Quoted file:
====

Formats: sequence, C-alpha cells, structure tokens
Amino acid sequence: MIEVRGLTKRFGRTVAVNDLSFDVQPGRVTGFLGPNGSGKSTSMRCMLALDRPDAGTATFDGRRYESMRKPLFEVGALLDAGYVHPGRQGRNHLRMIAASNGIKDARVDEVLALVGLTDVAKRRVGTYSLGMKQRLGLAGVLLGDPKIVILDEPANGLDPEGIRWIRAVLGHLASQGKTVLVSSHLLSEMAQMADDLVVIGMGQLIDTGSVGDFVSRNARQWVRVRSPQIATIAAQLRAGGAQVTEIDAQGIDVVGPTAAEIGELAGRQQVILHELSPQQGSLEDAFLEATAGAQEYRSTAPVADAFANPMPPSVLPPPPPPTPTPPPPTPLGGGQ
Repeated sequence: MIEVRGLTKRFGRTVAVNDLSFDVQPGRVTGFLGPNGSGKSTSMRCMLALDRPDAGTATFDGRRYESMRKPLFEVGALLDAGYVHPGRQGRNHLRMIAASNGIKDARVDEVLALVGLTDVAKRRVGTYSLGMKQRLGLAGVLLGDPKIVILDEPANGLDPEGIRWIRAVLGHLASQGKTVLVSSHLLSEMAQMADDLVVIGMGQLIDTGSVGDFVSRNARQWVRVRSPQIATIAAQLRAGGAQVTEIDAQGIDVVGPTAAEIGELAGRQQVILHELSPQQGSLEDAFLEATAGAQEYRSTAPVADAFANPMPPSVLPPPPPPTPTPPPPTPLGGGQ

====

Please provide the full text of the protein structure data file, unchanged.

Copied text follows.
Formats: sequence, C-alpha cells, structure tokens
Amino acid sequence: MIEVRGLTKRFGRTVAVNDLSFDVQPGRVTGFLGPNGSGKSTSMRCMLALDRPDAGTATFDGRRYESMRKPLFEVGALLDAGYVHPGRQGRNHLRMIAASNGIKDARVDEVLALVGLTDVAKRRVGTYSLGMKQRLGLAGVLLGDPKIVILDEPANGLDPEGIRWIRAVLGHLASQGKTVLVSSHLLSEMAQMADDLVVIGMGQLIDTGSVGDFVSRNARQWVRVRSPQIATIAAQLRAGGAQVTEIDAQGIDVVGPTAAEIGELAGRQQVILHELSPQQGSLEDAFLEATAGAQEYRSTAPVADAFANPMPPSVLPPPPPPTPTPPPPTPLGGGQ
Repeated sequence: MIEVRGLTKRFGRTVAVNDLSFDVQPGRVTGFLGPNGSGKSTSMRCMLALDRPDAGTATFDGRRYESMRKPLFEVGALLDAGYVHPGRQGRNHLRMIAASNGIKDARVDEVLALVGLTDVAKRRVGTYSLGMKQRLGLAGVLLGDPKIVILDEPANGLDPEGIRWIRAVLGHLASQGKTVLVSSHLLSEMAQMADDLVVIGMGQLIDTGSVGDFVSRNARQWVRVRSPQIATIAAQLRAGGAQVTEIDAQGIDVVGPTAAEIGELAGRQQVILHELSPQQGSLEDAFLEATAGAQEYRSTAPVADAFANPMPPSVLPPPPPPTPTPPPPTPLGGGQ